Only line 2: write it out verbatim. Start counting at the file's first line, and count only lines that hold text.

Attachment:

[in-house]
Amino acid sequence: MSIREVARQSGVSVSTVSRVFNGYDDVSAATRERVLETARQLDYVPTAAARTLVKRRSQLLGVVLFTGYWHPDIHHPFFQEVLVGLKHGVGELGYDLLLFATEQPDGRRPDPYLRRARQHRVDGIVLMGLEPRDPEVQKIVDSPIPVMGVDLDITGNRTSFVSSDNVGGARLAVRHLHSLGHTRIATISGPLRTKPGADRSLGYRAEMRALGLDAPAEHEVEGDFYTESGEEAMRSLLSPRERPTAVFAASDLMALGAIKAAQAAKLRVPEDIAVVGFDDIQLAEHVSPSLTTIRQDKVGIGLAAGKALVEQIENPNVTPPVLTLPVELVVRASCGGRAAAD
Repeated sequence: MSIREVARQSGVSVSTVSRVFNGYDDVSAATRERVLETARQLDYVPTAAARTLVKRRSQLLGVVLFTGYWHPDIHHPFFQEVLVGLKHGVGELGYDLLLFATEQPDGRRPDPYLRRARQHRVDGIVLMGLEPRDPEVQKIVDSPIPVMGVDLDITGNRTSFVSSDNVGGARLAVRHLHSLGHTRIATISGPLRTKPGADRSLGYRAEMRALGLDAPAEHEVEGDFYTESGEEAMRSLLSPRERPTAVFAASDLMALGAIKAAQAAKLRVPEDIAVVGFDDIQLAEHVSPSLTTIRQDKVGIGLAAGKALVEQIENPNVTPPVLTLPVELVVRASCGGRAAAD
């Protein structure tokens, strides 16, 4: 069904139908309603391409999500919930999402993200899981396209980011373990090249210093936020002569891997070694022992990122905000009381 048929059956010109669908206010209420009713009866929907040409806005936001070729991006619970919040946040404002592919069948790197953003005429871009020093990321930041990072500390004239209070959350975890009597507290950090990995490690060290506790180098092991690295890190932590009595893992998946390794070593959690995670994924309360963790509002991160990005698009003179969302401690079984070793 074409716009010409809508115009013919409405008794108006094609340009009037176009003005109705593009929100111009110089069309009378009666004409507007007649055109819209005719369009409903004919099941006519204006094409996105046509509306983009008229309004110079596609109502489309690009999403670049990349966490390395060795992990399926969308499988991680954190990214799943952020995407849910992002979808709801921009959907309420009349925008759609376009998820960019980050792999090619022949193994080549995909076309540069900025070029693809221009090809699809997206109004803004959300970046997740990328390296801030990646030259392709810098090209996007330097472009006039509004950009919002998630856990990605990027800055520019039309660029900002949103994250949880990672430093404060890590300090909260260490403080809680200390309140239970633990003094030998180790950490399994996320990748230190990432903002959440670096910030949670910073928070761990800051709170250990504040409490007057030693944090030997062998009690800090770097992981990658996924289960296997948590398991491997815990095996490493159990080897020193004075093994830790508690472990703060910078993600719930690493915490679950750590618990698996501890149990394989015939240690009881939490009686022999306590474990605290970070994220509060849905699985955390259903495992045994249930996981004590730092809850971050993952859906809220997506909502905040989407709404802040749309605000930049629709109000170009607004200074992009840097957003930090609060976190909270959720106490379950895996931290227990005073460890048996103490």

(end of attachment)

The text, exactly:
Amino acid sequence: MSIREVARQSGVSVSTVSRVFNGYDDVSAATRERVLETARQLDYVPTAAARTLVKRRSQLLGVVLFTGYWHPDIHHPFFQEVLVGLKHGVGELGYDLLLFATEQPDGRRPDPYLRRARQHRVDGIVLMGLEPRDPEVQKIVDSPIPVMGVDLDITGNRTSFVSSDNVGGARLAVRHLHSLGHTRIATISGPLRTKPGADRSLGYRAEMRALGLDAPAEHEVEGDFYTESGEEAMRSLLSPRERPTAVFAASDLMALGAIKAAQAAKLRVPEDIAVVGFDDIQLAEHVSPSLTTIRQDKVGIGLAAGKALVEQIENPNVTPPVLTLPVELVVRASCGGRAAAD